The Court of Appeal has overturned the EAT’s decision that a director and shareholder, who performed part-time work for a company without pay for at least three years, was an “employee” and a “worker” for the purposes of the Employment Rights Act 1996 (ERA 1996).
Stack was one of three shareholders and directors of Ajar-Tec Ltd. Draft employment contracts were circulated between the three directors, but none were completed or signed by Stack. Relations between the directors deteriorated and in 2009, Stack’s appointment was terminated. Stack was not paid for his work and the company’s accounts reflected no liability to pay him. He brought claims of unfair dismissal and unauthorised deduction of wages.
An employment judge found that the directors had expressly agreed before the company was formed that Stack would work for it with an implied term that he would be paid a reasonable amount for his work when the company was in a financial position to do so. Considering the tests in Ready Mixed Concrete (South East) Ltd v Minister of Pensions and National Insurance, the judge concluded that Stack was both an employee and a worker within the meaning of S.230 of the ERA 1996. Ajar-Tec Ltd appealed against this decision.
The EAT allowed the appeal, holding that as Ajar-Tec Ltd had not expressly agreed to remunerate Stack, there was no agreed consideration and therefore no binding contract. Furthermore, the employment judge ought to have considered whether, following the decision in Tilson v Alstom Transport, it was necessary to imply or infer a contract of employment. The EAT considered that in the absence of either an express or an implied contract of employment, the judge had erred in finding an implied term as to remuneration.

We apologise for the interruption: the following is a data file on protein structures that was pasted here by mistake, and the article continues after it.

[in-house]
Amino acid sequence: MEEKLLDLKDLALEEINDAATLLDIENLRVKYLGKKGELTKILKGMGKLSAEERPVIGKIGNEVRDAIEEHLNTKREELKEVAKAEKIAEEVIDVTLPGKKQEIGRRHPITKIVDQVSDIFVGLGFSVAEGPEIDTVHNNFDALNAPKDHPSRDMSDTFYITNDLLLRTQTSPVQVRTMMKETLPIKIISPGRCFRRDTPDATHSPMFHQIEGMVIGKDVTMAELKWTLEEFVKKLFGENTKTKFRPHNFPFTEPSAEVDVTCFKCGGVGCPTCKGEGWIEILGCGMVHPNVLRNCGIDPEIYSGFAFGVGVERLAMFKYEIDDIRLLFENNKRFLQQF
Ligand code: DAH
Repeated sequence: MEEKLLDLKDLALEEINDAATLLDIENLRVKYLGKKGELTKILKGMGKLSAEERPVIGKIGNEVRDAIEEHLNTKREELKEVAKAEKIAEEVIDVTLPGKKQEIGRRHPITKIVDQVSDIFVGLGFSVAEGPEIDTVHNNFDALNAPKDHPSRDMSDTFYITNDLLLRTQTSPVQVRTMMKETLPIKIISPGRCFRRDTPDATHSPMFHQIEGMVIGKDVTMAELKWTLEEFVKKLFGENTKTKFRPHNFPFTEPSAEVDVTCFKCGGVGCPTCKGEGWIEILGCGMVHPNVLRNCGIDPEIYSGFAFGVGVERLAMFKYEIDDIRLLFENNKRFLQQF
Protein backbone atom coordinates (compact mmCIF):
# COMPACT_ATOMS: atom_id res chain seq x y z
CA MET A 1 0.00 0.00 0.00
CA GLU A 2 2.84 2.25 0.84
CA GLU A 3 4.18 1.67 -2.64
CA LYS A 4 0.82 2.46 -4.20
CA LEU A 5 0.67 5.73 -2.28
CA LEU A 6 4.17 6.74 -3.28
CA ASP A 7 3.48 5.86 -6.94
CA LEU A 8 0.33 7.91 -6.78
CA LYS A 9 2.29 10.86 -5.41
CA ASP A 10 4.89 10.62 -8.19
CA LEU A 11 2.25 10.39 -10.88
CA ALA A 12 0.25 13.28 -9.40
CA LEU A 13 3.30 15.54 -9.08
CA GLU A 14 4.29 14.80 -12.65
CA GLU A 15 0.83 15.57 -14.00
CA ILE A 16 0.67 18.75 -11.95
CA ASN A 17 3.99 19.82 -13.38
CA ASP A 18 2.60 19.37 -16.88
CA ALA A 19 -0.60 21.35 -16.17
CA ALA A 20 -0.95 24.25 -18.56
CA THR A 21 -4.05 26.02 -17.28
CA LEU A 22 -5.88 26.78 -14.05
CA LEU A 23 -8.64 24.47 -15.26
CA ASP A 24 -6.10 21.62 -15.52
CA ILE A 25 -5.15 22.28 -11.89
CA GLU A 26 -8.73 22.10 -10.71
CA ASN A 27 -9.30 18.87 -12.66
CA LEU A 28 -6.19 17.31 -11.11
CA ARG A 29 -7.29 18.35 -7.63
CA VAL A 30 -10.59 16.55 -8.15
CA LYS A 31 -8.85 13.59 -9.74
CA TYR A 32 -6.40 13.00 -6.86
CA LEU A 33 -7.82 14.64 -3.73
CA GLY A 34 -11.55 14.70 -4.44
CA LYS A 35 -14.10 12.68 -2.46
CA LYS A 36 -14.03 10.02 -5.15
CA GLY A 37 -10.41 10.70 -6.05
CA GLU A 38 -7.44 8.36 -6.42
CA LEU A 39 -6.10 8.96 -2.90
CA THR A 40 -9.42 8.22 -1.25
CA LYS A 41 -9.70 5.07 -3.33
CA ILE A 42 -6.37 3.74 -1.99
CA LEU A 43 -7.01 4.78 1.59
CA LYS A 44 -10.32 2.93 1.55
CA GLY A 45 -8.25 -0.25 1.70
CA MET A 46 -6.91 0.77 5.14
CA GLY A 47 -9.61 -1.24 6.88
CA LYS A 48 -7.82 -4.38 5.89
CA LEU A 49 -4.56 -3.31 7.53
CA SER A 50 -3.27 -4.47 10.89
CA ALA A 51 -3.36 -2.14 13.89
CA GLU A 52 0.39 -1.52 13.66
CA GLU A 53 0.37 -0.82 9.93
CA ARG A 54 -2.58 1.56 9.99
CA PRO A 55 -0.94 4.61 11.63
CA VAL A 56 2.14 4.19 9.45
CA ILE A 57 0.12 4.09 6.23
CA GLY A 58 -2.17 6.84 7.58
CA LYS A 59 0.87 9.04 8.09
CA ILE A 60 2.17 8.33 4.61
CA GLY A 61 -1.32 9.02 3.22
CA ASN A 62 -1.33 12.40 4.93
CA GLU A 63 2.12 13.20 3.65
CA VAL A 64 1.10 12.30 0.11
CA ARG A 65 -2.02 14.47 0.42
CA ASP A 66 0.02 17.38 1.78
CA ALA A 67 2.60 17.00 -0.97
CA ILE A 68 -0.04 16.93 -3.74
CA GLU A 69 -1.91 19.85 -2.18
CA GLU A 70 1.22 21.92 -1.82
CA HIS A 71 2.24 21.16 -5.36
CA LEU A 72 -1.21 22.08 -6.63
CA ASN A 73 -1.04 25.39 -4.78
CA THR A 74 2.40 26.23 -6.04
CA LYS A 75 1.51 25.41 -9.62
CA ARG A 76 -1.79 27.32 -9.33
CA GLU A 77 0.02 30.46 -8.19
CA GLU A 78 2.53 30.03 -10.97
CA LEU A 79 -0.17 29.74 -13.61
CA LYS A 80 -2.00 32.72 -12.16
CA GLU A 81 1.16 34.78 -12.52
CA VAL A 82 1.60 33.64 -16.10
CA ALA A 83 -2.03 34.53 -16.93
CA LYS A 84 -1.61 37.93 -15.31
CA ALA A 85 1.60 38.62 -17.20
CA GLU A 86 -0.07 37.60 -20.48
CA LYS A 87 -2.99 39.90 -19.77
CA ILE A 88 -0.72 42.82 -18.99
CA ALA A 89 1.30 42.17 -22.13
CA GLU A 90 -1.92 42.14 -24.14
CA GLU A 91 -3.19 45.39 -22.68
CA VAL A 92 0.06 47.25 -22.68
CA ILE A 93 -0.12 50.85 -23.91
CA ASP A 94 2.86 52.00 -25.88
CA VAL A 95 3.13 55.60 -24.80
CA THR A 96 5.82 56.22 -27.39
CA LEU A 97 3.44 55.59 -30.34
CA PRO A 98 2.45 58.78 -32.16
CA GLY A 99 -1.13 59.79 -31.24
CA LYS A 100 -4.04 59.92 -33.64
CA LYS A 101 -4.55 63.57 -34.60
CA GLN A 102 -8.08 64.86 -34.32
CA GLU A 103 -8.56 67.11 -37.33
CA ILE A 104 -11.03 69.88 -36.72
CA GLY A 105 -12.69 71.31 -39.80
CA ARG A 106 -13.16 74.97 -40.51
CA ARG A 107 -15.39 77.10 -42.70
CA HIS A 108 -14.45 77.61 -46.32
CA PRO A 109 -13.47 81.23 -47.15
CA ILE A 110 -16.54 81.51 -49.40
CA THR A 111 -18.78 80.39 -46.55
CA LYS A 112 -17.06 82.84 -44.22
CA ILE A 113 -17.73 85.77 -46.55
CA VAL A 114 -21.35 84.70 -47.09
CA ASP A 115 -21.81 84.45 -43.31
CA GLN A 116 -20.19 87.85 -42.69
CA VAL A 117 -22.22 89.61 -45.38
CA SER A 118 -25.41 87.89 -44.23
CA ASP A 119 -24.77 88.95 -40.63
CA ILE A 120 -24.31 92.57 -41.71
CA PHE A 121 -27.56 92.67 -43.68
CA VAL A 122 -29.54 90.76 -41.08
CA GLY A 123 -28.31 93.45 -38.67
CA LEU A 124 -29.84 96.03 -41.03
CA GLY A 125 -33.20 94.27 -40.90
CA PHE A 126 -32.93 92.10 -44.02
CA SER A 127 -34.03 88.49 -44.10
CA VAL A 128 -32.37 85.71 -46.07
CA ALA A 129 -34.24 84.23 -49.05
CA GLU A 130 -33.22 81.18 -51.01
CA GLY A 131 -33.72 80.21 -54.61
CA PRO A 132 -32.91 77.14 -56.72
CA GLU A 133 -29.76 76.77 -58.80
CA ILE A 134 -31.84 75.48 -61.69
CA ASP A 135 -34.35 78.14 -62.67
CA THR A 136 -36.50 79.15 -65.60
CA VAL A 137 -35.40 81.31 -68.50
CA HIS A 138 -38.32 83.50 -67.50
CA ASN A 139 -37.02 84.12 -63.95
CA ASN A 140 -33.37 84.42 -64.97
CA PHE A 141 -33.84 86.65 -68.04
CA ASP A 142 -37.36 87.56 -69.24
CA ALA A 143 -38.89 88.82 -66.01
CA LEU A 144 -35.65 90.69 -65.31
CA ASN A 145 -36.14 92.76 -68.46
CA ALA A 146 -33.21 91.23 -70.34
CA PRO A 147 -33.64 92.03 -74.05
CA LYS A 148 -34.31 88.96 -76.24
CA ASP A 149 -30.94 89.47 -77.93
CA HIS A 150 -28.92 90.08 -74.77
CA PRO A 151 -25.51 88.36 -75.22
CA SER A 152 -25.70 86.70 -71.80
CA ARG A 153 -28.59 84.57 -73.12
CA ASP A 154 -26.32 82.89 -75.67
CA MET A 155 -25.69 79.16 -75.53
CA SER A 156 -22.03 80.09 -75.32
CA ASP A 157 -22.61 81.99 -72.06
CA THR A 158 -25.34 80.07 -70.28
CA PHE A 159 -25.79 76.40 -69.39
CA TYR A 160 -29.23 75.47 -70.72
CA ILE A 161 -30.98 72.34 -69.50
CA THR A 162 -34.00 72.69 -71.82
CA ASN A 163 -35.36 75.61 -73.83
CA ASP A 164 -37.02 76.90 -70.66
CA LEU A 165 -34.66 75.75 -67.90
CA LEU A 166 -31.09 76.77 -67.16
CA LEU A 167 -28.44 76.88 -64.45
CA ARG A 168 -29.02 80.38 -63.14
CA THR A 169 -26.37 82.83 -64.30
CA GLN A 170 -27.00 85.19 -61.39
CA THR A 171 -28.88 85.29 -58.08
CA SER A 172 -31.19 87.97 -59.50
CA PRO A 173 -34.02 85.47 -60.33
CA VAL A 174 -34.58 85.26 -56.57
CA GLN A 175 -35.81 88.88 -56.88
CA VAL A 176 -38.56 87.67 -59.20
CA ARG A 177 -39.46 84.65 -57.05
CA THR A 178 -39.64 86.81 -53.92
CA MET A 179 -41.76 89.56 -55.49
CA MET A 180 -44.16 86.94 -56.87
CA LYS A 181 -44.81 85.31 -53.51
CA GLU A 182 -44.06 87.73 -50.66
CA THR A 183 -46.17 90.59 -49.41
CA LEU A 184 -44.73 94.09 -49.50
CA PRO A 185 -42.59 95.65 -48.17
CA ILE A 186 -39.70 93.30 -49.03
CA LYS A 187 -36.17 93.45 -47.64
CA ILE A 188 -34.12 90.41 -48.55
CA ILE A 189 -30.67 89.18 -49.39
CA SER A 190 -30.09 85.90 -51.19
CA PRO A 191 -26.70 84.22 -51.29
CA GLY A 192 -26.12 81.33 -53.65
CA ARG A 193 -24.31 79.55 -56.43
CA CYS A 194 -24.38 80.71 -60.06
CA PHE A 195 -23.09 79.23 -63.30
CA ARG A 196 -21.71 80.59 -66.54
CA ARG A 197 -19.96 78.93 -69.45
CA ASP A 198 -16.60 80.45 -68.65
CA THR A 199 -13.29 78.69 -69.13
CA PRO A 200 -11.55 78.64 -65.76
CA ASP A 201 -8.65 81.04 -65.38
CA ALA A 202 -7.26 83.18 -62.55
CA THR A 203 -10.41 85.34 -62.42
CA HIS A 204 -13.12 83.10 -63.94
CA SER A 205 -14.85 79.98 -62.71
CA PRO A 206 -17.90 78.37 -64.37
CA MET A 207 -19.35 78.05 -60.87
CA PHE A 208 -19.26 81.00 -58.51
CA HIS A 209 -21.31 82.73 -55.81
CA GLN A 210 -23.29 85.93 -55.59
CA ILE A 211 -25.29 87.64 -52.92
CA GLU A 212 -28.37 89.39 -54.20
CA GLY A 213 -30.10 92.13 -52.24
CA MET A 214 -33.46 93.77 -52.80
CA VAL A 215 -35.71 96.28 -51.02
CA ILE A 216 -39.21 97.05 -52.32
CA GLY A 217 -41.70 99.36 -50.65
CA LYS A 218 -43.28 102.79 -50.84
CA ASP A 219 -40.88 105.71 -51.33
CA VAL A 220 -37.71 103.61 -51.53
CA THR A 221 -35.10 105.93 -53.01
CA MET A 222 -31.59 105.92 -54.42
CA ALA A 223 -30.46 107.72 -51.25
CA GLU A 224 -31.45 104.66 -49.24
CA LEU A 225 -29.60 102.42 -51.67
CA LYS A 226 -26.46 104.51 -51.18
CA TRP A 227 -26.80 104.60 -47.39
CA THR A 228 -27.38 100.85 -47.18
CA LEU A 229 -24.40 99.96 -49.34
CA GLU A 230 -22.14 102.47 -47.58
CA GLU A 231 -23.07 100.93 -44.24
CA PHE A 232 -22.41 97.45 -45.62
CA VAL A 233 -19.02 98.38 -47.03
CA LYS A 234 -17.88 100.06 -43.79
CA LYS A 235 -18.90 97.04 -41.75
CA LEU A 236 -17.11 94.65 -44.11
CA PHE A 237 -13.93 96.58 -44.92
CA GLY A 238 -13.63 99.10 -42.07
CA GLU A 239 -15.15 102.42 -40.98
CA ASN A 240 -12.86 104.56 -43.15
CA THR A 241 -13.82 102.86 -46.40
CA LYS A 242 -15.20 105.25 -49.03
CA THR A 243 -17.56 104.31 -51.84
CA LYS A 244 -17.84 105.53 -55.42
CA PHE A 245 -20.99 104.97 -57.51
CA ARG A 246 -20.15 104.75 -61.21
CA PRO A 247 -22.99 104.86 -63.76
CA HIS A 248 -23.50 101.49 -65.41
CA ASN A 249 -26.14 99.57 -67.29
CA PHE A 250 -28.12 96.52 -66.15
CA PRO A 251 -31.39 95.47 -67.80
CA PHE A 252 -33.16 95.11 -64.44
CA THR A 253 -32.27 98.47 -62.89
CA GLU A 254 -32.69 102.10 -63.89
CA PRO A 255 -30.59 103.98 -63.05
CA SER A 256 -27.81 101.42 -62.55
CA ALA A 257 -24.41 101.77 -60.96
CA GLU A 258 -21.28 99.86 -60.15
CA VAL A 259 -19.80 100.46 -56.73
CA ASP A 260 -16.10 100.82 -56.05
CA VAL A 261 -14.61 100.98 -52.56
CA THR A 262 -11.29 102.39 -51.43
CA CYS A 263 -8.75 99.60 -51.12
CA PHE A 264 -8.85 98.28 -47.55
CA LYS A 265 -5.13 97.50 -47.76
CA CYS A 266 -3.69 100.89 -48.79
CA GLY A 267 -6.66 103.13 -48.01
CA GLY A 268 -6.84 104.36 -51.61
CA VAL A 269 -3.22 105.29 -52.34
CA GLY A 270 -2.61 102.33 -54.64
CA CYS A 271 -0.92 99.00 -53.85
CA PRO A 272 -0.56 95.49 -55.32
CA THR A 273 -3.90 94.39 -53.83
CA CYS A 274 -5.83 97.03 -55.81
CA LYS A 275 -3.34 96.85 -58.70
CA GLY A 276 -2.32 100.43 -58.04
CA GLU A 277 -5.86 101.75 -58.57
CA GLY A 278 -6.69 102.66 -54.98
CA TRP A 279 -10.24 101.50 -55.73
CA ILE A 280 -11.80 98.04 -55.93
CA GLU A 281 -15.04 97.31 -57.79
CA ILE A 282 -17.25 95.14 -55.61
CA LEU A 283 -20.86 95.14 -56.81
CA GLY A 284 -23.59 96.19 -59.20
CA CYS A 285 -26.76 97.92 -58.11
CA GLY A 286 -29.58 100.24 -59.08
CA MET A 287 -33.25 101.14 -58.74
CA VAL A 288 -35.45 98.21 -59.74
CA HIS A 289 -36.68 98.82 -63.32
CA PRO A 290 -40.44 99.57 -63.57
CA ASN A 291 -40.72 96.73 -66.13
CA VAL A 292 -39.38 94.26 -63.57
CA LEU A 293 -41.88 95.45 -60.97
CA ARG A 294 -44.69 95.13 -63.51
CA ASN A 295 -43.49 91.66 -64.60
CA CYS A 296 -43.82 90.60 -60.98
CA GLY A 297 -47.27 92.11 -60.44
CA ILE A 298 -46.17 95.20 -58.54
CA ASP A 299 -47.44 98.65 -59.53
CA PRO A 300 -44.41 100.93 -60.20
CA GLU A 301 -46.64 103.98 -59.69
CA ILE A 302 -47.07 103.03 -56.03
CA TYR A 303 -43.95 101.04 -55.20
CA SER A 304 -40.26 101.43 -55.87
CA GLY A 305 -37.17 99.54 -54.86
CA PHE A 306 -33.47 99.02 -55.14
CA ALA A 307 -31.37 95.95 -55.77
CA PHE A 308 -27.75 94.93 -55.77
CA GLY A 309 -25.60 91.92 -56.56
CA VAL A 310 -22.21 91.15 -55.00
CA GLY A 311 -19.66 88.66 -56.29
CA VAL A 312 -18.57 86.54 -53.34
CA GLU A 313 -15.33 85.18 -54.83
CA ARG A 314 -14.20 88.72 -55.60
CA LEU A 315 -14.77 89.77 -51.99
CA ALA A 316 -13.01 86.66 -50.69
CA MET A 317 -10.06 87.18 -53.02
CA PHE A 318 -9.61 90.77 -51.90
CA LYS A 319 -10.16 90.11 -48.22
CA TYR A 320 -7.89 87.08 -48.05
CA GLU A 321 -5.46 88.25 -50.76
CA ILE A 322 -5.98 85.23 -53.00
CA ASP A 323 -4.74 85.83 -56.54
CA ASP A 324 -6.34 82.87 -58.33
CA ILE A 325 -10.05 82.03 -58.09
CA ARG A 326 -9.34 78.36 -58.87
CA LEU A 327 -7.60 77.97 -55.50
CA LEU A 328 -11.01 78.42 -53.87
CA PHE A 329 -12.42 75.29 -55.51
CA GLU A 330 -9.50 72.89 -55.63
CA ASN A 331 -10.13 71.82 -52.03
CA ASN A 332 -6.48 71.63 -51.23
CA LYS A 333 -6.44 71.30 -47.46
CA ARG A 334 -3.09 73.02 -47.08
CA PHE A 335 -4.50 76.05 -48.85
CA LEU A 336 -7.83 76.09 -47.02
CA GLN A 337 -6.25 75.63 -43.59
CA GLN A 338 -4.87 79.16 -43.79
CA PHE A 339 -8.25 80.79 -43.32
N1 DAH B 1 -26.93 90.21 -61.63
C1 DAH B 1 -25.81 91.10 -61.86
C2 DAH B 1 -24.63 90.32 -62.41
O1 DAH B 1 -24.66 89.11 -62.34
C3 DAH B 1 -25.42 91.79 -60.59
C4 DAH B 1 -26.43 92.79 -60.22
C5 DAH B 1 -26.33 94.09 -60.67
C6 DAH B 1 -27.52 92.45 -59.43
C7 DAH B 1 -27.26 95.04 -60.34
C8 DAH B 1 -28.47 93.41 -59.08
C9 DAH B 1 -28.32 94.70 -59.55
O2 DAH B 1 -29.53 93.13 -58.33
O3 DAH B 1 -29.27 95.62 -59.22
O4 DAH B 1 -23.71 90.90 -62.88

Stack appealed the decision to the Court of Appeal who found that the contract to work for Ajar-Tec Ltd was supported by consideration, in that the directors agreed to contribute to the venture. Given that this express agreement was formed prior to the incorporation of the company, it was impossible for Ajar-Tec Ltd to undertake to pay Stack for his work at that time. Moreover, the judge found that it was an implied term that he be paid for his services when the company could afford to do so. He also found that it was unfair to reward Stack through dividend income alone when another of the directors, who would receive equal dividend income, was to be paid for his work.
The Court observed that a contract may be formed partly expressly and partly by implication. The fact that the parties had not expressly agreed a term about remuneration did not mean that there was no contract created. The employment tribunal implied a term that the director would be paid a reasonable rate from a reasonable starting date in order to give business reality to the arrangements. The Court of Appeal restored the employment judge’s decision that Stack was both an employee and a worker.
This case highlights the difficulties in establishing employment status where there is no written agreement. It is a clear reminder of the importance of formalising employment relationships to save time and money disputing employment status if the relationship deteriorates. It also demonstrates that; if there is a legal obligation on the employer to pay directors or shareholders, they do not need to have received pay in order to be employees.